I was about 100 picks off with my bold first round prediction for Landry as he wound up getting selected with the 109th overall pick to the Dodgers in 2010. He’s shown some power this year, but the gain in slugging from 2011 to 2012 (200 points!) might just have a little something to do with Landry spending the current season in the Cal League. This was his updated report written just before the draft in the spring of 2010:
14. Louisiana State JR OF Leon Landry (plus speed; plus athlete; raw in all phases; big power potential; legit defensive tools, but extremely inconsistent tracking balls in the air; 5-11, 195 pounds)
I think much of what was said then holds true today. Landry’s strengths remain his speed and, Cal League mirage or not, power upside. Mr. Obvious is hear to note that, yes, those are both pretty good strengths to have. I’m curious about whether or not he’s made any progress in the two areas of his game that concern me the most: rawness at the plate and rawness in the field. Landry’s weak BB-rate is a pretty good indicator of his continued rawness at the plate, though there could be underlying scouting observations (e.g. pitch recognition skills) that would tell a more colorful story. His rawness in the field is probably the most interesting single facet of the game at this point in his development: if he can play a competent or better CF, then he’s a future big leaguer, exact role (platoon partner to fifth OF) to be determined. If he’s limited to LF, things get dicey.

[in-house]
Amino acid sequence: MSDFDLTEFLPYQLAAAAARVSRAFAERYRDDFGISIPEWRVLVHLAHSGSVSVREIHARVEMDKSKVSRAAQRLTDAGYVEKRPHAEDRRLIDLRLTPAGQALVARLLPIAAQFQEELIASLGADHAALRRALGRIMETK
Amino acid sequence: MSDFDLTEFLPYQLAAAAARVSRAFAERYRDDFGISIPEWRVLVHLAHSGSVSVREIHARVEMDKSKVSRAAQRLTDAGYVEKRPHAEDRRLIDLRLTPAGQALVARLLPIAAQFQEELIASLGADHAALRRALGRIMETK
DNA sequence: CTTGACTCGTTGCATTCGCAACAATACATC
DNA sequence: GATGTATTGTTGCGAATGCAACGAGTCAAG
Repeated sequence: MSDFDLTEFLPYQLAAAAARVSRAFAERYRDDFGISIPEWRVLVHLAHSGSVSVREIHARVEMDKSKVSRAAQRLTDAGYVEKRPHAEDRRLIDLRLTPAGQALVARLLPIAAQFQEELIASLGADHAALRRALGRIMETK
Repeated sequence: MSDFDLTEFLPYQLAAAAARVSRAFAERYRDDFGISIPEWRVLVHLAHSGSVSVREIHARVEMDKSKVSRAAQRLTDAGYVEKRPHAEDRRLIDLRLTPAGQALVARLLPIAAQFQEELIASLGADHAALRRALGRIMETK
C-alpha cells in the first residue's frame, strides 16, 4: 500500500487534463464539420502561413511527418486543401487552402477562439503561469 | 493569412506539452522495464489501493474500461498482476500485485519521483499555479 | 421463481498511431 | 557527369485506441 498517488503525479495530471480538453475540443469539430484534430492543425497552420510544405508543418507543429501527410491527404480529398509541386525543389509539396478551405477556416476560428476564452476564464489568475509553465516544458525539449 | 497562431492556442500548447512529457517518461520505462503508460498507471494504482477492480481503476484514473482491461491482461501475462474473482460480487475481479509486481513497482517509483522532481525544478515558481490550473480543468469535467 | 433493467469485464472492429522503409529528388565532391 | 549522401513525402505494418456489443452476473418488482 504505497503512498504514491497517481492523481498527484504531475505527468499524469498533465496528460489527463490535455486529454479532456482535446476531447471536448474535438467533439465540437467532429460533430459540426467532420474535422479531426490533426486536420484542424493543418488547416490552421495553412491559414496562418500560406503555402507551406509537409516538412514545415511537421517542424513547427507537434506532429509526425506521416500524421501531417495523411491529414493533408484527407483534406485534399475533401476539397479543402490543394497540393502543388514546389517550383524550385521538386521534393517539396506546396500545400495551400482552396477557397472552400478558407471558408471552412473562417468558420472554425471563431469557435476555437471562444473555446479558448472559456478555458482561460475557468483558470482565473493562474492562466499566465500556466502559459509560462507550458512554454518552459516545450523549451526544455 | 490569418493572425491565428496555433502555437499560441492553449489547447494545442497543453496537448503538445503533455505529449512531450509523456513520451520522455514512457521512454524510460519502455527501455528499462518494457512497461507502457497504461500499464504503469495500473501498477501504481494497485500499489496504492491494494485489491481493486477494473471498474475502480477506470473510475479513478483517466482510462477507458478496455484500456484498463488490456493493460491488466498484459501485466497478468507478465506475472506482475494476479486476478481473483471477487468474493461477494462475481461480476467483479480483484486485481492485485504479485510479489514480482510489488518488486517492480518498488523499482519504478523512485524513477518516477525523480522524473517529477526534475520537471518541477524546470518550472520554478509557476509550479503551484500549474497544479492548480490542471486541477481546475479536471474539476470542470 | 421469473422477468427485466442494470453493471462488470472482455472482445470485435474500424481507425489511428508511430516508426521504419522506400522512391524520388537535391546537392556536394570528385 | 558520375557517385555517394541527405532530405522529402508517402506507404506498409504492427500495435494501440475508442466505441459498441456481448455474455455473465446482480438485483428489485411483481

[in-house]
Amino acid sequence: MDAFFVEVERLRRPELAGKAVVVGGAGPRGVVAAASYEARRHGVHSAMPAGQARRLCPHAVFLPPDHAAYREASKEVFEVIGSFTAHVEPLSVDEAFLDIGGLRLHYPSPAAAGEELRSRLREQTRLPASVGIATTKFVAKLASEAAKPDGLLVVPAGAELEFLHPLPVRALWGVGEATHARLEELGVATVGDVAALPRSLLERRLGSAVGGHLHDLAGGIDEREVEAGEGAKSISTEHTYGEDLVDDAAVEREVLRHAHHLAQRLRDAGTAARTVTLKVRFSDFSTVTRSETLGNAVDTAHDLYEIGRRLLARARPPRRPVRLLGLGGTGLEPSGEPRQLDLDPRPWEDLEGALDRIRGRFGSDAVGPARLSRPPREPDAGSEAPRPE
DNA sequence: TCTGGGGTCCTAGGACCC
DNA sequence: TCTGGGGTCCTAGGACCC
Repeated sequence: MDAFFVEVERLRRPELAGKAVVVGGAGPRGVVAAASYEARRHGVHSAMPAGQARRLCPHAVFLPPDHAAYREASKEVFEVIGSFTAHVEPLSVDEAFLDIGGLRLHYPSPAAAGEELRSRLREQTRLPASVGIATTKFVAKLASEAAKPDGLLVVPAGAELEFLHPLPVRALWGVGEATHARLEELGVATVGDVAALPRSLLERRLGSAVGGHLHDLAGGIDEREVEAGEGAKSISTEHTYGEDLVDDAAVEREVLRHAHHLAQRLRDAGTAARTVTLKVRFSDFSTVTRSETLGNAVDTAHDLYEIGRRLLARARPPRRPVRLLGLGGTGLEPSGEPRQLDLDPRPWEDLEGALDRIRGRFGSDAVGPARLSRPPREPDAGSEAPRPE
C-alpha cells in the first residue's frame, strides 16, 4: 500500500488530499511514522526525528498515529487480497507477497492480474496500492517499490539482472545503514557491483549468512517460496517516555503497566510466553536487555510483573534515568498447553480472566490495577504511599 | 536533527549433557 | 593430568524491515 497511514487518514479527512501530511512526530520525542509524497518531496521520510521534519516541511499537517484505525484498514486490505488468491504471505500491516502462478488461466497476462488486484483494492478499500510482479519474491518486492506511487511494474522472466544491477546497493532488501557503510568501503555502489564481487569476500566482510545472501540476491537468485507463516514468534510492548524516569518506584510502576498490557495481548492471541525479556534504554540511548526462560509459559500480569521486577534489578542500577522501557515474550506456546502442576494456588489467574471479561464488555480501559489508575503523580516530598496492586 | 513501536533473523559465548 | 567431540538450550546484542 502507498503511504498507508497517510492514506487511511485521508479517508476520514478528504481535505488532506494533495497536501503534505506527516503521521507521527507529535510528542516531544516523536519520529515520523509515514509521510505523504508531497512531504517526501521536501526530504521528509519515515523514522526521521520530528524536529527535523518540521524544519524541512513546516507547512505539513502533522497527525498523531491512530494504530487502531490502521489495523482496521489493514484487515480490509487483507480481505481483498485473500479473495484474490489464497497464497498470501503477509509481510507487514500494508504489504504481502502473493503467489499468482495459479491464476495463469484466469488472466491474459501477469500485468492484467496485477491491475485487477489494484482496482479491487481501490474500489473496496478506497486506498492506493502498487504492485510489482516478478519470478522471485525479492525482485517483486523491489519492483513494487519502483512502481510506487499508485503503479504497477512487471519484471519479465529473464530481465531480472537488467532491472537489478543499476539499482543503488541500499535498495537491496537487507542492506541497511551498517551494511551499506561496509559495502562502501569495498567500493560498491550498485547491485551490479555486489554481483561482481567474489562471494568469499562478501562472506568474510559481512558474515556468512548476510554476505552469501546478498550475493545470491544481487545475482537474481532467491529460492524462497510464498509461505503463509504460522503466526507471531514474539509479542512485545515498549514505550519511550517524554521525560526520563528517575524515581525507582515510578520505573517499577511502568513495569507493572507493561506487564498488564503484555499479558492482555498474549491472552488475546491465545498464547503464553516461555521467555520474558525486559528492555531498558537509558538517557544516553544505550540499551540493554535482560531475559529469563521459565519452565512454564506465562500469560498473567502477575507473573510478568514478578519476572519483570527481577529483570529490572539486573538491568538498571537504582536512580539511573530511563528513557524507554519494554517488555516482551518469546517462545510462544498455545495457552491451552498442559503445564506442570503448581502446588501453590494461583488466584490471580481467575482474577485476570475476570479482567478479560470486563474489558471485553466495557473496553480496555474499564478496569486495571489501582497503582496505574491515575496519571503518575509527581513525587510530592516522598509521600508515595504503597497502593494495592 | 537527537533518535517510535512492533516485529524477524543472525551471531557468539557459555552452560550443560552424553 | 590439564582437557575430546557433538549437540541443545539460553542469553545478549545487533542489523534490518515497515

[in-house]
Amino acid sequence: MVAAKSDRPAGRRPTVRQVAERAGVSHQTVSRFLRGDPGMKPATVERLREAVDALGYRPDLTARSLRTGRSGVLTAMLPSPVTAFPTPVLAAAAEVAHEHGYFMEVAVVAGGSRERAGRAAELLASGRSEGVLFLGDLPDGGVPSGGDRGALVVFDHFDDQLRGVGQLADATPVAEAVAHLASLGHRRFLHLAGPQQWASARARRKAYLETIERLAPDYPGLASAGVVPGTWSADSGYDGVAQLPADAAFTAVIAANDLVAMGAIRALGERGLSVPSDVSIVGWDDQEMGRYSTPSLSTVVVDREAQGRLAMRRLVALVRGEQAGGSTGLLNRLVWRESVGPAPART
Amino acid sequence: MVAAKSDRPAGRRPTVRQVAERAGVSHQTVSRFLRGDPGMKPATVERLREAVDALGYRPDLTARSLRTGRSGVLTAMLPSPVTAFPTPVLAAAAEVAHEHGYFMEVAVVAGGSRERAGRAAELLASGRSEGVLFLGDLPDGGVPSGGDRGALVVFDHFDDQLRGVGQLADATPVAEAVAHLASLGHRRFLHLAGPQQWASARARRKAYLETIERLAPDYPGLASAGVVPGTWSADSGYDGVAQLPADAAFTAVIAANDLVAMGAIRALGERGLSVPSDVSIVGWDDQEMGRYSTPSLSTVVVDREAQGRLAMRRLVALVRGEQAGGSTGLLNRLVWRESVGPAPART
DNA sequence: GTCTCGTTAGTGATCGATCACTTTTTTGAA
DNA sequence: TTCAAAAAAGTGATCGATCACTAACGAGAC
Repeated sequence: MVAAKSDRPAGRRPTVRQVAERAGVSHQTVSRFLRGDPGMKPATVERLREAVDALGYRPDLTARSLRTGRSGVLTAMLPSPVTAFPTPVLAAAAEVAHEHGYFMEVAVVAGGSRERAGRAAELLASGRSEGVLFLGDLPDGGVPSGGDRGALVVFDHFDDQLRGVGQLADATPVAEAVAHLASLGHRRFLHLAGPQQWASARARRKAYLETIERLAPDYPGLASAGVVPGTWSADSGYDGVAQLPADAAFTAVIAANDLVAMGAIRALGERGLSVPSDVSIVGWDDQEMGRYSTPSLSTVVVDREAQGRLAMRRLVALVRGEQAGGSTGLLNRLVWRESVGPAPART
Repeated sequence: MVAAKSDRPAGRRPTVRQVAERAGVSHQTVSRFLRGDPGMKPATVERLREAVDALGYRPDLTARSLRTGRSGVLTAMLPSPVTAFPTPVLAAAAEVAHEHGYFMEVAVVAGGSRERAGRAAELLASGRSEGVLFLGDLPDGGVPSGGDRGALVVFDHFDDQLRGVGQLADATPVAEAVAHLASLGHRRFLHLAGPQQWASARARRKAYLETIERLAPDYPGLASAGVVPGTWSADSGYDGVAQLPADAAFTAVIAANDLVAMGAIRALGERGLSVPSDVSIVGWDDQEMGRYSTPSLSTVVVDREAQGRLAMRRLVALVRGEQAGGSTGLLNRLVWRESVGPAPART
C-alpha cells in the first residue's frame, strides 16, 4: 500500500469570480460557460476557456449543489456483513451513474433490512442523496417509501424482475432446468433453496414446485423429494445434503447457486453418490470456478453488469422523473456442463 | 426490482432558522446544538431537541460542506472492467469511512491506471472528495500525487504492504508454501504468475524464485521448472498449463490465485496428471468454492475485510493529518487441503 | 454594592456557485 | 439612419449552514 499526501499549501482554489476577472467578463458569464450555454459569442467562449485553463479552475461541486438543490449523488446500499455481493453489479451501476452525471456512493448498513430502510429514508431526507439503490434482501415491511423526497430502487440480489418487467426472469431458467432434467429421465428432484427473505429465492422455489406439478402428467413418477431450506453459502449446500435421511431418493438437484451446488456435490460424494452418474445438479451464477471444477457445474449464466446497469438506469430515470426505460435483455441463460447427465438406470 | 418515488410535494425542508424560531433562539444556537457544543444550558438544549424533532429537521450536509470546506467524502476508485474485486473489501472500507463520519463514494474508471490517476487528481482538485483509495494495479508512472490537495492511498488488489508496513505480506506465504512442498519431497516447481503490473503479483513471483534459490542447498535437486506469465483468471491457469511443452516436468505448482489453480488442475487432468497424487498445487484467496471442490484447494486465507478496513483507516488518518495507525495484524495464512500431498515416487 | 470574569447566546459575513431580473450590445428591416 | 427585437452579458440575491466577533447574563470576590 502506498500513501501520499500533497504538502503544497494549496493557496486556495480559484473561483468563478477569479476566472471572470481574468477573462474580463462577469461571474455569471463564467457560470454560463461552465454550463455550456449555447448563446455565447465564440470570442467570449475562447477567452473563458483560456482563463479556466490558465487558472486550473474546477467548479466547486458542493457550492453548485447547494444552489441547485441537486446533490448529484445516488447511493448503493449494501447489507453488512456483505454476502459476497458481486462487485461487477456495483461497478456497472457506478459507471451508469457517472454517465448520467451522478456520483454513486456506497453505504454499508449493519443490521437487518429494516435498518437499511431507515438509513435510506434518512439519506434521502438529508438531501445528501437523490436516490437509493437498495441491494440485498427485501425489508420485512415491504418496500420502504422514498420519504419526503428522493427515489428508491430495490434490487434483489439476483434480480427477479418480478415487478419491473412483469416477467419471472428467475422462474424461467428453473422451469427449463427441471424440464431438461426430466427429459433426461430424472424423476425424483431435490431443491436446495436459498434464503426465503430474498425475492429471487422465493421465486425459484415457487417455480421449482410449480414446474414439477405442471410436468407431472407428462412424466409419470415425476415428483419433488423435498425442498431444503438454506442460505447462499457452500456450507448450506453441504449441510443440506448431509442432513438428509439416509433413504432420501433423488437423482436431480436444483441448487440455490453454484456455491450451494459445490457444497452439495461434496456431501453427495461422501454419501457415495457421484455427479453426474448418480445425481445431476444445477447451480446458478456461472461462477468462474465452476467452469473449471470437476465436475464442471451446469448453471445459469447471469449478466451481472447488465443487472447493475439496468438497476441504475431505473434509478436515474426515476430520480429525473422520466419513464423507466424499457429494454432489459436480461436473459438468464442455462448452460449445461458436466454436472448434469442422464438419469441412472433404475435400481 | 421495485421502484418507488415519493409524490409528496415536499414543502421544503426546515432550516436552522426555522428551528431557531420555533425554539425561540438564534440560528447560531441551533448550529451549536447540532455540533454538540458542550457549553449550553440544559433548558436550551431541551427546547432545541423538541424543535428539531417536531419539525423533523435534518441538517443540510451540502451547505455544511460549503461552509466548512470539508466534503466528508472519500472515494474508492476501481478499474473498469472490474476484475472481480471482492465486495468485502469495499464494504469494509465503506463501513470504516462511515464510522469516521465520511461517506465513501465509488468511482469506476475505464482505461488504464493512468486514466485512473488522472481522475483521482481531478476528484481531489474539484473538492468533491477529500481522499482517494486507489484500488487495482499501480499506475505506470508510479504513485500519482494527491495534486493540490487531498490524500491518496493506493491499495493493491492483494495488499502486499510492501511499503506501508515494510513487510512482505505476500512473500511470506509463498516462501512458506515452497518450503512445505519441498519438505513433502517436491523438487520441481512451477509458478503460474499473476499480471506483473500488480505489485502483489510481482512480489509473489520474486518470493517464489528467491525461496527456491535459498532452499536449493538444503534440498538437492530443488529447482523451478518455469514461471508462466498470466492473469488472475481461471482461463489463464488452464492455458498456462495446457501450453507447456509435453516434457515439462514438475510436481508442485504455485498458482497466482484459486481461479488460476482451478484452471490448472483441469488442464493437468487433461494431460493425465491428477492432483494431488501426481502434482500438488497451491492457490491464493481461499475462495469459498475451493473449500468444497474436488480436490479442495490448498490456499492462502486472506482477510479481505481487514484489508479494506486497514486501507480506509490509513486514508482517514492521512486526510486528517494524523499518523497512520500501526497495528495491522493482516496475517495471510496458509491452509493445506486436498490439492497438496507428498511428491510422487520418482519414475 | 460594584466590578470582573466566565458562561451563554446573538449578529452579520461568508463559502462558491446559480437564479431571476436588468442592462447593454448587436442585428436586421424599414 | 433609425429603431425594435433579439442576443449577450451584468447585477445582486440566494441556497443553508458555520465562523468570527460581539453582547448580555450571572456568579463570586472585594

I miss February 2010, a far simpler time when a comparison to Boof Bonser had relevance on a draft website. Here’s Rosin’s first appearance on the site: